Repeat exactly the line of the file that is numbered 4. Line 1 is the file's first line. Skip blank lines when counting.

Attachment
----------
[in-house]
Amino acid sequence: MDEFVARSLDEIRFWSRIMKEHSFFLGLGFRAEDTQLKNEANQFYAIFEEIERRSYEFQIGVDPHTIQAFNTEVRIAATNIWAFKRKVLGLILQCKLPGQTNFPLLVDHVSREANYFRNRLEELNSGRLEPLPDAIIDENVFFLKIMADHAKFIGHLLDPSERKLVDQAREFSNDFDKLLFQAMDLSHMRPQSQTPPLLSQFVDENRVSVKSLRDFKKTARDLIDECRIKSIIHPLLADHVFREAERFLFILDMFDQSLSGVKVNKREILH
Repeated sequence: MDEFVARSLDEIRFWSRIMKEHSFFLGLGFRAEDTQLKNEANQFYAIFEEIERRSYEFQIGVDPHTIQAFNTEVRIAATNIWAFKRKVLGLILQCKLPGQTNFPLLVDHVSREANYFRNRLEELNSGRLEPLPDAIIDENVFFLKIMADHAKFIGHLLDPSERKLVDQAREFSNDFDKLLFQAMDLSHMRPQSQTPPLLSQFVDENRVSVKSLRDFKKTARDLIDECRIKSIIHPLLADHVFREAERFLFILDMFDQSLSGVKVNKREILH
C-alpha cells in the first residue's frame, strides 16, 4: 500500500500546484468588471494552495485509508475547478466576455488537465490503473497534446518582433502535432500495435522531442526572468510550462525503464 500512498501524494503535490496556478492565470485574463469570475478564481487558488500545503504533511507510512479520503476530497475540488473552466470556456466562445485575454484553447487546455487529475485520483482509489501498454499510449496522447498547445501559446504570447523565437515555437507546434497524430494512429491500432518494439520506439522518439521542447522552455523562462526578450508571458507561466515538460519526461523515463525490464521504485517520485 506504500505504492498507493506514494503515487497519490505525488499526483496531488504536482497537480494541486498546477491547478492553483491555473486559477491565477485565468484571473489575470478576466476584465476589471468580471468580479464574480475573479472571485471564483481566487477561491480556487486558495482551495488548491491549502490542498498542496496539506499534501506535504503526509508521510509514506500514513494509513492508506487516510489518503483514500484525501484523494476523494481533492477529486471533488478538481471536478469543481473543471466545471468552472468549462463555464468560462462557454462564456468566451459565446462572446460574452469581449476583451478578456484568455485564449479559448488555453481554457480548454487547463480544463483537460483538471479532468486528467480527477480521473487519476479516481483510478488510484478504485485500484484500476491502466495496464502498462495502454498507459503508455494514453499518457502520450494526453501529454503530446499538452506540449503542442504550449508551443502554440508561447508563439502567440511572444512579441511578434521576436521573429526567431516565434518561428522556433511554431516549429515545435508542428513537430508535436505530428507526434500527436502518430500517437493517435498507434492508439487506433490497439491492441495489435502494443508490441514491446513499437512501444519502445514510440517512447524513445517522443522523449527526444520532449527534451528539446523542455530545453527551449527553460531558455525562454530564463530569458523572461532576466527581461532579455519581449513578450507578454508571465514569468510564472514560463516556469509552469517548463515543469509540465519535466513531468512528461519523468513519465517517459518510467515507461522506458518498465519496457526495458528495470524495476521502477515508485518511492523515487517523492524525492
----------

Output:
C-alpha cells in the first residue's frame, strides 16, 4: 500500500500546484468588471494552495485509508475547478466576455488537465490503473497534446518582433502535432500495435522531442526572468510550462525503464 500512498501524494503535490496556478492565470485574463469570475478564481487558488500545503504533511507510512479520503476530497475540488473552466470556456466562445485575454484553447487546455487529475485520483482509489501498454499510449496522447498547445501559446504570447523565437515555437507546434497524430494512429491500432518494439520506439522518439521542447522552455523562462526578450508571458507561466515538460519526461523515463525490464521504485517520485 506504500505504492498507493506514494503515487497519490505525488499526483496531488504536482497537480494541486498546477491547478492553483491555473486559477491565477485565468484571473489575470478576466476584465476589471468580471468580479464574480475573479472571485471564483481566487477561491480556487486558495482551495488548491491549502490542498498542496496539506499534501506535504503526509508521510509514506500514513494509513492508506487516510489518503483514500484525501484523494476523494481533492477529486471533488478538481471536478469543481473543471466545471468552472468549462463555464468560462462557454462564456468566451459565446462572446460574452469581449476583451478578456484568455485564449479559448488555453481554457480548454487547463480544463483537460483538471479532468486528467480527477480521473487519476479516481483510478488510484478504485485500484484500476491502466495496464502498462495502454498507459503508455494514453499518457502520450494526453501529454503530446499538452506540449503542442504550449508551443502554440508561447508563439502567440511572444512579441511578434521576436521573429526567431516565434518561428522556433511554431516549429515545435508542428513537430508535436505530428507526434500527436502518430500517437493517435498507434492508439487506433490497439491492441495489435502494443508490441514491446513499437512501444519502445514510440517512447524513445517522443522523449527526444520532449527534451528539446523542455530545453527551449527553460531558455525562454530564463530569458523572461532576466527581461532579455519581449513578450507578454508571465514569468510564472514560463516556469509552469517548463515543469509540465519535466513531468512528461519523468513519465517517459518510467515507461522506458518498465519496457526495458528495470524495476521502477515508485518511492523515487517523492524525492